Can CBD Stop THC Induced Paranoia In Its Tracks?

Branna Z. November 7, 2018 0 comments

Studies show that taking CBD prior to exposure to high THC stops the potential paranoia.

Paranoia is the unfounded fear that others are trying to harm you, follow you, or spy on you. It is a central experience for diseases such as schizophrenia. It is associated with youth, poverty, poor physical condition, suicide and sometimes, THC. While triggers for this state of mind may vary (major life events, on-going stress, sleep disturbances, trauma, illicit drugs), the emotions are quite similar (anxiety, worry, negative self- belief, others, the world formed in upbringing etc.).

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The cannabis plant contains over 60 different cannabinoid molecules, but two in particular captivate the interest of health care professionals. These are Δ9-Tetrahydrocannabinol (THC), which brings the feeling of euphoria and cannabidiol (CBD), showing promising results as an anti-psychotic medication.

Does High Potency THC Make You Paranoid?

Balance of these two molecules varies greatly and contributes to the “potency” of a certain cannabis types. For example, samples of  “street cannabis” in UK and Netherlands, ratios of THC:CBD are typically 1:1 with a concentration of 4%. Nowadays, “high-potency” strains promise 16-22% THC and <0.1% CBD. There is also accruing evidence that these high THC strains pose a greater risk on the mental health of vulnerable persons.

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In The Netherlands, the most prominent varieties of cannabis are tested annually for the THC/CBD ratio. This ratio has been related to ‘psychotic experiences’ as rated per CAPE scale (Community Assesment of Psychic Experiences). People using cannabis with high THC/CBD ratio scored higher on the CAPE test, whereas the converse is true for the opposite dose.

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The principal psychoactive component in cannabis is Δ9-Tetrahydrocannabinol (THC). This compound, administered intravenously, develops pharmacological symptoms in 5 min, and lasts for about 90 mins. This provides a well-controlled opportunity for an experiment to test the theory of cannabis-related psychosis. The results are that intravenous administration of the THC causes schizophrenia like symptoms, such as perceptual disturbances, anxiety and impaired working memory.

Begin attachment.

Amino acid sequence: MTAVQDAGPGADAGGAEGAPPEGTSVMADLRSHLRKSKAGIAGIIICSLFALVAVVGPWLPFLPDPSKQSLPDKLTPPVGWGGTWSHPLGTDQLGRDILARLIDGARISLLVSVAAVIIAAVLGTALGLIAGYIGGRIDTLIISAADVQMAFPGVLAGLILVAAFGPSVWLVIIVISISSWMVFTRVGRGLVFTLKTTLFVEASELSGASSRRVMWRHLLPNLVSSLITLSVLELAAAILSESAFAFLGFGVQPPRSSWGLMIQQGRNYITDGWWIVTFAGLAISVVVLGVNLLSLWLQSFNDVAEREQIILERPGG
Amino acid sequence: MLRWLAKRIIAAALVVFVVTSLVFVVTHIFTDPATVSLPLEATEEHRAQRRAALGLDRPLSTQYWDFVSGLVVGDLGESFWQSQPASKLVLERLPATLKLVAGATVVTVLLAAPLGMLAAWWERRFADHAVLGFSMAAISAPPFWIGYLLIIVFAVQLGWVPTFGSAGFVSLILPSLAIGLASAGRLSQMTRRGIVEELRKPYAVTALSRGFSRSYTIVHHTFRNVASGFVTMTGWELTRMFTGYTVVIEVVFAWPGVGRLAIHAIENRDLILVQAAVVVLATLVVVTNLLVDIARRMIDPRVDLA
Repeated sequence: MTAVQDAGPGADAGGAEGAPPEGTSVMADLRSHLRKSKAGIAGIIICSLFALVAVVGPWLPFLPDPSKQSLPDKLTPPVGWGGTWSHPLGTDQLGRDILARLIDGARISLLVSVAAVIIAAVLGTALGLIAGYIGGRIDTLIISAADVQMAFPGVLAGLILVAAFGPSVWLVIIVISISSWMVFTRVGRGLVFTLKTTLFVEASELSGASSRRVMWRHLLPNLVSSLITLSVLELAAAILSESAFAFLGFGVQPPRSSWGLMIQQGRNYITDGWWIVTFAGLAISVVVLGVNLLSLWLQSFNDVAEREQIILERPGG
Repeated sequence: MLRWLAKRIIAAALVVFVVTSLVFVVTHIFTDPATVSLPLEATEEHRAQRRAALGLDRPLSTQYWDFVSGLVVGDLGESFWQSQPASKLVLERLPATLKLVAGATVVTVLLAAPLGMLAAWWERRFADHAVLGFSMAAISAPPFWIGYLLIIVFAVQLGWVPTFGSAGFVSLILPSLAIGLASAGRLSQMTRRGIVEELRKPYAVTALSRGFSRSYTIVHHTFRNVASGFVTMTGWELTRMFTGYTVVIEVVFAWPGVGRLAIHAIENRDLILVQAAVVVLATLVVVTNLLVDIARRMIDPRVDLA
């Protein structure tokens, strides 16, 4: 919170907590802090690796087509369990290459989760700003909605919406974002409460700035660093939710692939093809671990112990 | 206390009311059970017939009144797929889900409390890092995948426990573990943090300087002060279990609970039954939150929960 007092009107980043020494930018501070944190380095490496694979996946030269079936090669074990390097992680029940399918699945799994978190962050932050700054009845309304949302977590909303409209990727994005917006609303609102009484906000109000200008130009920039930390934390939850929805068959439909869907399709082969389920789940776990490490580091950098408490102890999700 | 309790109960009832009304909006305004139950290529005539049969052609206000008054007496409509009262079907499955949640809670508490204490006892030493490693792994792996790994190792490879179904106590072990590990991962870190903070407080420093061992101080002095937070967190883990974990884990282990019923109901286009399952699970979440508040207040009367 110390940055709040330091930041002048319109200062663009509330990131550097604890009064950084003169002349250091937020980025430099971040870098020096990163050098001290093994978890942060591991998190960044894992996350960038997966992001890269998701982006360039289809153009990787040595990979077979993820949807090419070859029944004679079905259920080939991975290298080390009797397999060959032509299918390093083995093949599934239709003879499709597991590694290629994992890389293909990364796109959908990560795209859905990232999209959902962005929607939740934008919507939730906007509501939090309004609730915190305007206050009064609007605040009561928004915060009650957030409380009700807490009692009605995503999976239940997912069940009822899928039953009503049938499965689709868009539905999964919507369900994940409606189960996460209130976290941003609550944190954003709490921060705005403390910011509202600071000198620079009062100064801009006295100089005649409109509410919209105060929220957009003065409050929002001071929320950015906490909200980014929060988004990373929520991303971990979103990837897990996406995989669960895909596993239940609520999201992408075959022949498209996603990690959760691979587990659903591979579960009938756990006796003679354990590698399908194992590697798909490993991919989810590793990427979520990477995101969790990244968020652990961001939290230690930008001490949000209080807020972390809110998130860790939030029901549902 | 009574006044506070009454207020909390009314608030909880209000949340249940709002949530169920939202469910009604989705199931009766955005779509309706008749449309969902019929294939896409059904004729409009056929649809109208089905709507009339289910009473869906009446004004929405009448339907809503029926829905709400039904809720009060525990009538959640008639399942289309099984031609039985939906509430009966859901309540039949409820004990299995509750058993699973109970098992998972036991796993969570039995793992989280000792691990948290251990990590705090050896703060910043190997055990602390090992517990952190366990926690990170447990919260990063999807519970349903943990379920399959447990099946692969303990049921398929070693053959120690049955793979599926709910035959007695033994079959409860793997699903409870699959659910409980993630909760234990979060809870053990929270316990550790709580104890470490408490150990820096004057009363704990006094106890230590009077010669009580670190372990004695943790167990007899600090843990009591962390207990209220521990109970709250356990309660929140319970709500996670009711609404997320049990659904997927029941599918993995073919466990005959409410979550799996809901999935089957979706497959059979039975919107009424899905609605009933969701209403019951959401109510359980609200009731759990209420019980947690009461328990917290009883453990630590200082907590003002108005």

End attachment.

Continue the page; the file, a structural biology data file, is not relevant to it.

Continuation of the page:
Studies Also Show CBD Stops the Paranoia

Lab-based studies are more detailed and effects of the specific cannabinoid molecules can be measured under the tightly controlled conditions. For example, in the 80s, doctors demonstrated that CBD (1mg/kg) inhibits anxiety induced by THC (o.5mg/kg).

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More recently, doctors showed that the intravenous pre-treatment of with CBD prevents THC induced paranoia. This was a double-blind, placebo test that clearly demonstrated placebo participants did not derive any anti-paranoia benefit. CBD will counter the effect of the THC, even with low affinity for the CB1 receptor.

Exact mechanism of this relationship has yet to be studied in detail. What we know  so far is that THC may cause temporary psychosis-like symptoms via stimulation of the CB1 receptor. The questions becomes: how many of these receptors are in the brain and what is their location? Their levels are high in the frontal cortex, basal ganglia, hippocampus and cerebellum.

More Research Needed

Previous epidemiological and experimental studies have indicated that cannabis products lacking CBD are more psychoactive than the products containing CBD. The findings, so far, fully support this statement. Under controlled experimental conditions, CBD does decrease THC-induced psychoactive symptoms and “protects” the brain from any cognitive impact of THC.